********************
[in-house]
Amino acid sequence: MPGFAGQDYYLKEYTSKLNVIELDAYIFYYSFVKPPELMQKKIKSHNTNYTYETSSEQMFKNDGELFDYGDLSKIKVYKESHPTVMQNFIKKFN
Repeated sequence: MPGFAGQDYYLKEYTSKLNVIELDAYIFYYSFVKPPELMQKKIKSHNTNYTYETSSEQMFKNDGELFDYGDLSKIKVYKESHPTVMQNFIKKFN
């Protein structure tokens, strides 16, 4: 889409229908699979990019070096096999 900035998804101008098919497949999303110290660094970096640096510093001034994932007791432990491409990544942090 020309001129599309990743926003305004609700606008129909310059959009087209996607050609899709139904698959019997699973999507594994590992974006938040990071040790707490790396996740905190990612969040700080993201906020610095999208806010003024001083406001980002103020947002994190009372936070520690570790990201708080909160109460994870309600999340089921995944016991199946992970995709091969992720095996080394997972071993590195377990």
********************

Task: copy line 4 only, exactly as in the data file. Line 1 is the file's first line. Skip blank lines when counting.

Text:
């Protein structure tokens, strides 16, 4: 889409229908699979990019070096096999 900035998804101008098919497949999303110290660094970096640096510093001034994932007791432990491409990544942090 020309001129599309990743926003305004609700606008129909310059959009087209996607050609899709139904698959019997699973999507594994590992974006938040990071040790707490790396996740905190990612969040700080993201906020610095999208806010003024001083406001980002103020947002994190009372936070520690570790990201708080909160109460994870309600999340089921995944016991199946992970995709091969992720095996080394997972071993590195377990």